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Man convicted of rape in Jason Williams' first habitual offender case

Prosecutors invoked the habitual offender law despite the fact that the man was convicted of lesser offenses than charged.
Credit: WWL

NEW ORLEANS — A man was convicted of third-degree rape and attempted domestic abuse battery in New Orleans on Friday in the first case involving Louisiana's habitual offender law since District Attorney Jason Williams took office over two years ago.

However, our partners at NOLA.com said that the law was intended to be used if 33-year-old Orlando Brown was found guilty as charged, and Brown was charged with second-degree rape and attempted domestic abuse battery.

Prosecutors claimed that Brown entered a former partner's apartment uninvited on Aug. 28 2021 and held her at knifepoint before beating and raping her.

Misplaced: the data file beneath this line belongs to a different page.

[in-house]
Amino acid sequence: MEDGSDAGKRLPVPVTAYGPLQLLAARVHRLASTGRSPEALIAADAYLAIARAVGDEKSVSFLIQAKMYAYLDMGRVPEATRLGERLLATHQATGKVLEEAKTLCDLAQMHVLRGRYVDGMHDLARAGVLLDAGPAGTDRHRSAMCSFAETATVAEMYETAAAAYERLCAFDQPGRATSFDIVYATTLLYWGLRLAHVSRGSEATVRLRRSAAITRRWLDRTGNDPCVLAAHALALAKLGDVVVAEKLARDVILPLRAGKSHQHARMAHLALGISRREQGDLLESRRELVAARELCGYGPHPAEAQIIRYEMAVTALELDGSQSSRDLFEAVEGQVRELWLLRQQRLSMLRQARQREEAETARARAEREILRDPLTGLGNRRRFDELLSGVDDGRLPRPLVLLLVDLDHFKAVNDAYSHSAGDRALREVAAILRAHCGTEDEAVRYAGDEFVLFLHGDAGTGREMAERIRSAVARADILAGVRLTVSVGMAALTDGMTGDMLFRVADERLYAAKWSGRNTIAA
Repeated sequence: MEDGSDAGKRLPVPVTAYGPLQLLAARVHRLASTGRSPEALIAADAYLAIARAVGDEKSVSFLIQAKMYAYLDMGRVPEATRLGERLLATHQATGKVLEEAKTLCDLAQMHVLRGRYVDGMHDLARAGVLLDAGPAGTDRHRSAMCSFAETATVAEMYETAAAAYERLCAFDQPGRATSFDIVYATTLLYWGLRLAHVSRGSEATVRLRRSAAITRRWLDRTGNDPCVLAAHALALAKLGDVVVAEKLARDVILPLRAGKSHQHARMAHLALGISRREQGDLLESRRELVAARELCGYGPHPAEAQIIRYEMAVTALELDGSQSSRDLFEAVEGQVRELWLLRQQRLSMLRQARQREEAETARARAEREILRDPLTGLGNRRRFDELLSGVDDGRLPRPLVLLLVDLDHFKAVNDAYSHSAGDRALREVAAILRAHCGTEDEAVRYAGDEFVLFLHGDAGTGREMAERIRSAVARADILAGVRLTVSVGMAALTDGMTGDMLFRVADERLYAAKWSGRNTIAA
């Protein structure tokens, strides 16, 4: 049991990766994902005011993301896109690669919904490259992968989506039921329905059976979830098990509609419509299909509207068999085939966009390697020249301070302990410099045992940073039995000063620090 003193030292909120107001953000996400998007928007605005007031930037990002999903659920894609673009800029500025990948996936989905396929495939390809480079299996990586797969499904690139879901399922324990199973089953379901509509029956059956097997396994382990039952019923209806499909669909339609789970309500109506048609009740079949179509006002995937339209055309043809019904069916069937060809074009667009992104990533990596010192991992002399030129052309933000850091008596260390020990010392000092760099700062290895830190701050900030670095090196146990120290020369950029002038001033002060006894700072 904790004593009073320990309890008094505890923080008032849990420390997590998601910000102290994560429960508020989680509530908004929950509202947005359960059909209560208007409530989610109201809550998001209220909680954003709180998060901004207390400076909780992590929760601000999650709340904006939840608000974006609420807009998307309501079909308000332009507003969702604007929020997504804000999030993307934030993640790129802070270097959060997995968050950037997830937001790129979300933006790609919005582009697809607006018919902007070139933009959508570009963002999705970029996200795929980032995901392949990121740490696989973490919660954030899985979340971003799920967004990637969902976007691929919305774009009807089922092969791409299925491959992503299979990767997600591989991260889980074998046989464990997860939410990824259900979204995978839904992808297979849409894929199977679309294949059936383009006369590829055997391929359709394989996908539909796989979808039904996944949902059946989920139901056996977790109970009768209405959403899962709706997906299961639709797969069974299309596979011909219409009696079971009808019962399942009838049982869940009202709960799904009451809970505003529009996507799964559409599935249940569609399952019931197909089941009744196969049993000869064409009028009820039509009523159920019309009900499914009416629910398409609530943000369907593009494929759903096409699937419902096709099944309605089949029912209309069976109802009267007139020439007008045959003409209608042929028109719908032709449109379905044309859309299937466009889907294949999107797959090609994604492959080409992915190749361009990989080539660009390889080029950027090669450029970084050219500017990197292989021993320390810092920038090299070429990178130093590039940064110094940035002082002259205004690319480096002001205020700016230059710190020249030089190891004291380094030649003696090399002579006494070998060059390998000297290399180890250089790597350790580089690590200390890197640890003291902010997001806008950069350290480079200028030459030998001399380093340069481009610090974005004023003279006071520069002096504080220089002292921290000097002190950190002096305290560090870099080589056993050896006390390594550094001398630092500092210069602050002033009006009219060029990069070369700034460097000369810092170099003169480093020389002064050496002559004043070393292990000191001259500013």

Brown had previously been convicted of four felonies including domestic battery.

The habitual offender law significantly extends prison sentences for people who have prior felony convictions and also makes it difficult for judges to intervene.

Brown was offered a plea deal of 20 years in prison as opposed to the mandatory 40 years he would have faced if convicted of second-degree rape and the habitual offender law was applied. 

But Brown rejected the plea deal and since he was convicted of third-degree rape, the application of the habitual offender law would give him a mandatory 25-year sentence and possibly life behind bars.

Brown will be sentenced by Judge Benedict Willard on March 23. After Brown is sentenced, prosecutors can choose to use the habitual offender law.

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